Discover the Wonders of XSLT: XPaths
This is Part 2 of the developer.com introduction to XSLT. The first part was about tools and the basic syntax. I recommend you read it first.
Make sure you download the updated listings before reading any further.
The style sheet language is made up of two W3C recommendations:
- XPath, which is a querying language
- XSLT itself, which is a scripting language with an XML syntax
A style sheet describes how to convert the input document into the output. XPath deals with the input; it allows you to retrieve values from the input document. XSLT deals with generating the output. It offers instructions to create elements, attributes and other XML markup in the output.
XPaths are not unlike file paths and URLs, but are adapted to the XML syntax. For example, download the listings and open the sample2.xml file. The path to the document titles is the following:
Essentially, an XPath lists all the elements that lead to the one you're interested into, just like the way that a file path lists all the directories leading to the file you're interested in. The separator is the forwards slash, /.
An XPath returns a node set, i.e. a list of nodes that match the XPath. A node set may contain zero (which most likely indicates an error in the XPath), one, or more nodes. The node set for the XPath above contains only one node (the article title).
The element names in an XPath must be fully qualified, i.e. they must include both the namespace prefix and the local name. Make sure you declare the namespace prefix in the style sheet as well (see the example below).
The previous example was for an absolute path because it starts from the root of the document. XPaths may also be relative to the current node. Again, the concept is very similar to file paths that can either start from the root (or a disk under Windows) or be relative to the current directory.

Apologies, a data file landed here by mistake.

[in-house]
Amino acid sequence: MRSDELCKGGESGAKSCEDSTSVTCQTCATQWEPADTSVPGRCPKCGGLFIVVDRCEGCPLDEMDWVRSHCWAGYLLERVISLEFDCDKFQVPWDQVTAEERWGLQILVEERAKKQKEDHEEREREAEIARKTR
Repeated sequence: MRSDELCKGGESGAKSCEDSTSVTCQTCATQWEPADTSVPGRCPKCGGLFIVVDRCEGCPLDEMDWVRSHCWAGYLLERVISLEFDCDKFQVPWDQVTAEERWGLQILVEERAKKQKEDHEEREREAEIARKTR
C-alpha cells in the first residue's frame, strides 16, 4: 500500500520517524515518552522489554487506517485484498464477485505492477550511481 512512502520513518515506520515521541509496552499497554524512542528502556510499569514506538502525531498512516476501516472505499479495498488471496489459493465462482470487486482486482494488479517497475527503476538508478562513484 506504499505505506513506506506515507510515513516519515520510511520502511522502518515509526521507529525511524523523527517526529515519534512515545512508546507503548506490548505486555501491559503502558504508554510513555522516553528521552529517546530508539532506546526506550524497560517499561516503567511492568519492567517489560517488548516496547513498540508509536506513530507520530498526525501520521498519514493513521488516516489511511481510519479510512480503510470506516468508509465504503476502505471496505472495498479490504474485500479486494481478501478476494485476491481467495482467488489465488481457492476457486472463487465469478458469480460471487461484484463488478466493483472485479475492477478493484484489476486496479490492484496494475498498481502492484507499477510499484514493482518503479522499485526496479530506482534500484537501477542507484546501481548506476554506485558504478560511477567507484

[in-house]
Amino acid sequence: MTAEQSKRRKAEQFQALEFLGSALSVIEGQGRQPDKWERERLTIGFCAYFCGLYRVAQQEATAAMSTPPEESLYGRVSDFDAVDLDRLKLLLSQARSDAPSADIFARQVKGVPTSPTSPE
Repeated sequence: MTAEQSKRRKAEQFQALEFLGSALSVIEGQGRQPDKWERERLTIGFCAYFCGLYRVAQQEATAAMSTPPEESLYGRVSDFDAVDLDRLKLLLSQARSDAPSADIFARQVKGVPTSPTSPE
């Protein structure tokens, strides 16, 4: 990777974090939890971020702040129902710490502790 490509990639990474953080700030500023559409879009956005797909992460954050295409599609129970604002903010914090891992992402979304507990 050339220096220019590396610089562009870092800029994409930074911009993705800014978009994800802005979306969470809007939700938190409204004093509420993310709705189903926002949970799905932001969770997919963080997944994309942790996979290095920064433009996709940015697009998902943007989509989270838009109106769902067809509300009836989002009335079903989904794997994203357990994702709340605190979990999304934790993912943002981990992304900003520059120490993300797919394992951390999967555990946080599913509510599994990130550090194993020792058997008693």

Absolute XPaths start with the forward slash; relative XPaths start with an element name. Assuming the current node is /a:article, the following XPath points to the article title.
You may recognize this XPath from the style sheet in the previous article. Indeed, the template match attribute contains an XPath, in most cases a relative one.
As it interprets the style sheet, the XSLT processor keeps track of the current node. Some instructions, such as xsl:apply-templates and xsl:for-each (see below), change the current node.
Attributes and other special cases
To include an attribute in an XPath, prefix its name with the @ character. The following (relative) XPath selects the link's URI if the current node is a section:
The @ is not a separator but a prefix identifying attributes. Therefore, you still need the forward slash between the attribute name and its parent.
The single and double dot (. and ..) represent the current element and the parent of the current element respectively. If the current element is a paragraph,
selects all the paragraphs in the section. The .. selects the paragraph's parent (the section); from there, the XPath selects all the paragraphs in the section. Note that this XPath may return a node set with several nodes, as many nodes as paragraphs in the section, in fact.
To select all the paragraphs in the body, use this XPath:
Using two slashes as a separator // selects amongst the descendants, as opposed to the children, of the element. The descendants include the children, the children of the children, the children of the children of the children, and so on. The following absolute XPath selects all the titles (article and section titles):